Pest Suppression

People report less pest control is required after soils are improved with rock dusts and plants have become vibrantly healthy. In trials run by the Men of the Trees in Perth, seedlings grown in granite dust enriched potting mix did not get nibbled by caterpillars, as did the controls.

One of the Boral trials looked at the effect of rock dust on nematodes, a plant pest in soils. Rock dust was applied to a major sporting ground that suffered turf nematodes and it did prove effective. A plant pathologist was then employed to further study this in a scientifically replicable trial. The results showed that plants in biologically active soil with high levels of rock dust could maintain vigorous growth, despite the presence of the nematodes, which would normally have damaging effects. Tomatoes grown in these trials were 21% taller than the controls, with a 65% greater dry weight as well.

Relevant studies show increased pest resistance from organic as opposed to conventionally produced crops. A study by Dr. Franco Weibel at the Research Institute of Organic Agriculture in Ackerstrasse, Switzerland found that organically produced apples had higher phenol levels. Phenols are naturally synthesized by plants as a defense against pests and diseases.

Research in Germany has found that very fine rock dust sprayed directly on plants will deter insects. Also, trails of rock dust around plants can be a good physical barrier against snails and slugs.

Fungal Protection

The aerobic conditions fostered by rock dusts and microbes are not favorable for fungal activity. Georg Abermann, an Austrian agricultural consultant and forester, finds that silica and other fresh trace elements improve resistance to fungal attack. Silica is well supplied by granite and other rock dusts, while the antifungal biodynamic preparation 501 is basically silica, made from crushed rock crystal.

Many people around the world have enjoyed fungal-free crops thanks to rock dust. Using it in potting mixes with compost reduces the damping off of seedlings from fungal attack, as well as generally suppressing pathogens.

Weed Suppression

Some people report a suppression of weeds. Whether this is from the physical barrier of a layer of rock dust around trees or a change in the soil status that does not foster weeds remains to be studied. Other people report lush weed growth in the enhanced growing conditions.

Improved Flavor

Georg Abermann also finds that rock dust improves the aroma and taste of the harvest. This I can vouch for, and other peoples’ anecdotal evidence agrees. Trace elements allow the formation of aroma enzymes in plants. Mineralized hay has a stronger aroma, which animals then eat with all the more gusto, he says.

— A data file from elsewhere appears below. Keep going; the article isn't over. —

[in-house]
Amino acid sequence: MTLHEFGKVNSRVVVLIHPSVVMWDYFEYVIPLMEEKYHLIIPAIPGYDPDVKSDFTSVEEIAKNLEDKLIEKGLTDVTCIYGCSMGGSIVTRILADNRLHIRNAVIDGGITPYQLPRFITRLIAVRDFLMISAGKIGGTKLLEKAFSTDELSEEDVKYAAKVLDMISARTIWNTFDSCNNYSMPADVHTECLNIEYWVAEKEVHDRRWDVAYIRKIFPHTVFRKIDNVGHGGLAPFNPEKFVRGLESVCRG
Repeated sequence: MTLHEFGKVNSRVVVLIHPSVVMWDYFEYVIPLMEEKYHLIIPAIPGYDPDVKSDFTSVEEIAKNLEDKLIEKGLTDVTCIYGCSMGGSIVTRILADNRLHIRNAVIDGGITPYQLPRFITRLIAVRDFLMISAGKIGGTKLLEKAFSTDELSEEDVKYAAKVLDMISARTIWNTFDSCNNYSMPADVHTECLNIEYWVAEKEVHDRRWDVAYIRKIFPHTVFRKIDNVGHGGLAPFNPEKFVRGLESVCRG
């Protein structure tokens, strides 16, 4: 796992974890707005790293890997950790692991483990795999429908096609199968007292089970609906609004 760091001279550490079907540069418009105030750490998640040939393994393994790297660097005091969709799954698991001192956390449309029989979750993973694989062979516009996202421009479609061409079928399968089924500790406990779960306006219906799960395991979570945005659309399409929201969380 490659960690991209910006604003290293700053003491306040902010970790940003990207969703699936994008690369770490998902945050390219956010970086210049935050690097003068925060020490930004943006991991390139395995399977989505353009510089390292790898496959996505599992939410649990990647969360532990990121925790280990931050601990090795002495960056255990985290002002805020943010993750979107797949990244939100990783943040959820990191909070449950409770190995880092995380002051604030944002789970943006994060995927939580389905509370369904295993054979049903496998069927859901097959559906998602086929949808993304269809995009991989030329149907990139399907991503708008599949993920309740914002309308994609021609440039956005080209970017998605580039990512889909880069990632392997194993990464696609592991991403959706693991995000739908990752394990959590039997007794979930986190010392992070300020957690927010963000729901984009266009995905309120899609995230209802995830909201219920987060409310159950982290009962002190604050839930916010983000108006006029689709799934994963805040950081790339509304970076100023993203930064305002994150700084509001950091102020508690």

Improved Quality

With organically produced foods from rock dusted soil there is a general enhancement of quality. There is no single standard test for quality, but improved nutritional levels are a good indication, as are the presence of large complex molecules such as sugars, proteins, enzymes, esters and organic acids.

Plants grown in paramagnetic soils tend to have a blue tinge, visible to the human eye, due to higher sugar levels. This equates to better flavor, pest and frost resistance, and improved health of plants.

Brix

Mineralized soils produce crops with increased brix readings, due to higher sugar levels. The brix index reading is done with a refractometer, in a technique utilized by Dr. Carey Reams in the early 1980s. Plants grown in paramagnetic soils tend to have a visible blue tinge, due to increased sugar levels, which equates to better flavor, pest and frost resistance, and health of plants. Some researchers report a 6 point brix increase with crops grown in paramagnetic soils.

Additional Nutrient Tests

Other tests to determine the level of nutrients in food include copper-chloride crystallization and chromatography, physical/chemical techniques such as counting photon emissions (the higher the count — the better), measuring electrical conductivity and other electro-chemical properties, as well as microbiological and biochemical techniques.

The ancient art of dowsing can also be used to determine the level of nutrients in food. The dowser can look at the invisible dimensions to discover the levels of life force in foods as an indication of their vitality and health-giving properties. The stronger the life force, the better the food is going to be for health and wellbeing.

About the Author:

Alanna has written articles for several Permaculture, farming, new age and rural life magazines — especially on dowsing, Permaculture and geomancy. Alanna is the author of Backyard Poultry Naturally, Sensitive Permaculture and Divining Earth Spirit. Alanna discovered the ancient art of dowsing in London in 1980 and helped to found the New South Wales (Australia) Dowsing Society in 1984. Since those times she has trained many thousands of people in the dowsers’ art.

Titles of Similar Interest:

Fighting for Food and Seed Sovereignty in Hawai’i

Nancy Redfeather is a farmer, teacher, writer, program director and activist.

By Allie Hymas